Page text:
Is there a way to engrave a gradient? I’m finding that if my image has a gradient, or really any sort of color variations, what gets engraved looks pretty much uniform. It’d be nice if it can distinguish between colors, particularly gradients. Or is this one of the limitations of using the stock electronics that comes with the thing? Would an upgrade to a DSP controller allow for finer control?
It’s one of the limitations of the stock controller. There are other ways to do it, such as something like dot matrix. But results vary. A DSP Controller would solve this issue, and is a excellent upgrade, however, for me, I just don’t have the extra money to fork over for it right now.
Well it’s on my list of things to replace shortly here. Good to know it would work better with a DSP controller.
LaserDRW will engrave a gradient. I did a quick test on copier paper and discovered that you can vary the number of pixels used for shading. Here’s a an example on copy paper at the lowest usable power, not a good quality test but you can see how it works. It’s a left to right over right to left gradients, with different settings of the pixel parameter (screenshot below). From the top left it’s 1,2,3,5, and 10, plus the one in the bottom right corner is rotated 90 degrees to see if that makes a difference. Set at 1 it burned through the paper, and the low power setting probably affected the amount of shading - I plan to try it again on a better substrate that can take a higher power, but it looks like it dithers over an increasing number of pixels as the setting goes up. Never put a photo in a G+ comment before, looks like they show up as links rather than images.
Right, so that means I can’t draw an image with a gradient in it. It will have to be a solid color and then the steps adjusted in LaserDRW. It also means I can’t do the whole image like that as it will affect the whole thing.
Kirk, can you explain how this works a little bit better?
@Ashley_M_Kirchner_No No, you can draw an image with a gradient in it, assuming your drawing program lets you. The steps parameter lets you adjust how many pixels are LaserDRW uses to produce that gradient. Look up dithering and/or halftones for a better explanation, but it’ll take a block of pixels (really don’t know if they’re from the scaled image’s pixel density, or if LD will rescale and use something else like it’s default 1000 ppi; I suspect it might be the former) and only fire the laser on some of them so the average of the block will be the intensity of that area. Since the K40’s steps/inch is probably a whole lot higher than the pixel density of your image it should produce a smooth shading. My test image was small, and I didn’t have a lot of time to refine the test (planned to try again last night on some maple test blanks, but wife, honeydo list, other commitments…) but it should be pretty easy for you to set up a test and experiment to see what settings work best for you given a shaded image. If you do please report back.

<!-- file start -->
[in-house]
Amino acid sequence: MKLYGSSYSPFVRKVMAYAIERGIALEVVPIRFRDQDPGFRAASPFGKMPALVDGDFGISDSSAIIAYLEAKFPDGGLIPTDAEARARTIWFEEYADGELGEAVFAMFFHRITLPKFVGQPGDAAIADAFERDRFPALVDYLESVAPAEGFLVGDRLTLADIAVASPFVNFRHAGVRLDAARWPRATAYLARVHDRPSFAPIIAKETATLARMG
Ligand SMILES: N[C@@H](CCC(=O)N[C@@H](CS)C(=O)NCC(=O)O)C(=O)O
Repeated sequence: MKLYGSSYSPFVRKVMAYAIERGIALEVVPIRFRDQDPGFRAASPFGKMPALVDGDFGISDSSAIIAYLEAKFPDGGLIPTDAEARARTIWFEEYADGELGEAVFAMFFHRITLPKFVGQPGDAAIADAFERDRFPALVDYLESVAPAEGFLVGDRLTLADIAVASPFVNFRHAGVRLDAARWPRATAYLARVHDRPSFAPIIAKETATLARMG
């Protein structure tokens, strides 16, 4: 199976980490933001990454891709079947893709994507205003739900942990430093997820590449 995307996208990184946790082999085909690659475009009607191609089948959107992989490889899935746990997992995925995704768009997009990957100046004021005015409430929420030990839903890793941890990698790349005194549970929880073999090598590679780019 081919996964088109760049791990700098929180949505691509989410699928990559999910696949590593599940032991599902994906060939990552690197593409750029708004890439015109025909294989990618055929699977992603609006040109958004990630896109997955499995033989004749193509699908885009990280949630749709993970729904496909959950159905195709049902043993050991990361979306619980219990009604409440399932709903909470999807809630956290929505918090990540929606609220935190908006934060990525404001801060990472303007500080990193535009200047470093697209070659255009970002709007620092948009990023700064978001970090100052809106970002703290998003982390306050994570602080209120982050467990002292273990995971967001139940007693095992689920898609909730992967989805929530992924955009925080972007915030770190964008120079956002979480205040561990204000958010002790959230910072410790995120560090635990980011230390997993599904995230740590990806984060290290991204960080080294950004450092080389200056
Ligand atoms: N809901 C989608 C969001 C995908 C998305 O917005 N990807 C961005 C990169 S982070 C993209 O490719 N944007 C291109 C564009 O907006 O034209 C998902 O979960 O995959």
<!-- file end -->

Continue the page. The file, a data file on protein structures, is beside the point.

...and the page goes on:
GIMP, and presumably other image manipulation programs, will let you change the pixel density (pixels per inch) of an image and the images ppi may interact with “pixels” - an article I found while googling recommended lowering the ppi, dithering, then upping it to get a better image, but I didn’t try this yet. Btw, GIMP also include a built-in dithering option, plus a separate halftone filter. I couldn’t find where LaserDRW’s outstanding ( ) documentation explained exactly what it’s parameters do, other than the recommendation in the recently posted PDF to set pixels to “2” is what prompted me to experiment with it. I found a chinese language PDF document, but google translate mangled the formatting until it was unreadable.
Halftoning and dithering is what magazines, etc., use to print images so it’s a long established technique and works very well. In the old pre computer days they rephotographed pictures through a screen to break the image into different size dots based on the intensity in that hole in the screen, if I understand the technique correctly. It looks like LaserDRW does the same by how many dots in a “pixel” by “pixel” block it will fire on. For example, a 4x4 block will give 16 shades of gray assuming the size of the block is smaller than your eye can see (exactly the way your LCD TV works, except with 3 colors). I don’t know if other controllers can vary the tube power dynamically for each pixel, or if the tube/power supply can even respond quickly enough (I vaguely remember something about RF lasers being able to do this). If they don’t you’ll still need to do the equivalent of dithering to do shading/gradients. LaserDRW, clunky as it is, has the capability built in.
I should mention that my approach is to see just how much the stock K40 will do without modification before considering changing anything. After all, you can’t tell if your expensive upgrade is an improvement unless you know what you’re starting from. Retired, need to spend those toy dollars as efficiently as possible (maybe some other toy is a better choice ), was an engineer and like to see just what the limits are.